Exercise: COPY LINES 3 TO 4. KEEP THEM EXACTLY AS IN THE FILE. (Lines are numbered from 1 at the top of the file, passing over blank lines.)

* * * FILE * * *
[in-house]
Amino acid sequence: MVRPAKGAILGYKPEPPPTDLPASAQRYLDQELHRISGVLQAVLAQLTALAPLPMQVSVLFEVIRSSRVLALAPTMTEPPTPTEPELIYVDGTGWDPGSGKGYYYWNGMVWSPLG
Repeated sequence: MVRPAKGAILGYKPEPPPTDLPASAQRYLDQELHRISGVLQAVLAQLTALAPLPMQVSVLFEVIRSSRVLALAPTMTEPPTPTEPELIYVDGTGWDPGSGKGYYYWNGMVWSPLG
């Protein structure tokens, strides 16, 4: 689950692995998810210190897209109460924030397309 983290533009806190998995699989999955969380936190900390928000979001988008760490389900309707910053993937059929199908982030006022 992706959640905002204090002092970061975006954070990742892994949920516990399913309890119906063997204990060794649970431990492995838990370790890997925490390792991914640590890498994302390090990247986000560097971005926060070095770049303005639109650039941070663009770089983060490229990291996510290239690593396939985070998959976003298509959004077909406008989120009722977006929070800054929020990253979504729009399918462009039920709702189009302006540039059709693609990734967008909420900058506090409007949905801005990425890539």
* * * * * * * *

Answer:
Repeated sequence: MVRPAKGAILGYKPEPPPTDLPASAQRYLDQELHRISGVLQAVLAQLTALAPLPMQVSVLFEVIRSSRVLALAPTMTEPPTPTEPELIYVDGTGWDPGSGKGYYYWNGMVWSPLG
């Protein structure tokens, strides 16, 4: 689950692995998810210190897209109460924030397309 983290533009806190998995699989999955969380936190900390928000979001988008760490389900309707910053993937059929199908982030006022 992706959640905002204090002092970061975006954070990742892994949920516990399913309890119906063997204990060794649970431990492995838990370790890997925490390792991914640590890498994302390090990247986000560097971005926060070095770049303005639109650039941070663009770089983060490229990291996510290239690593396939985070998959976003298509959004077909406008989120009722977006929070800054929020990253979504729009399918462009039920709702189009302006540039059709693609990734967008909420900058506090409007949905801005990425890539």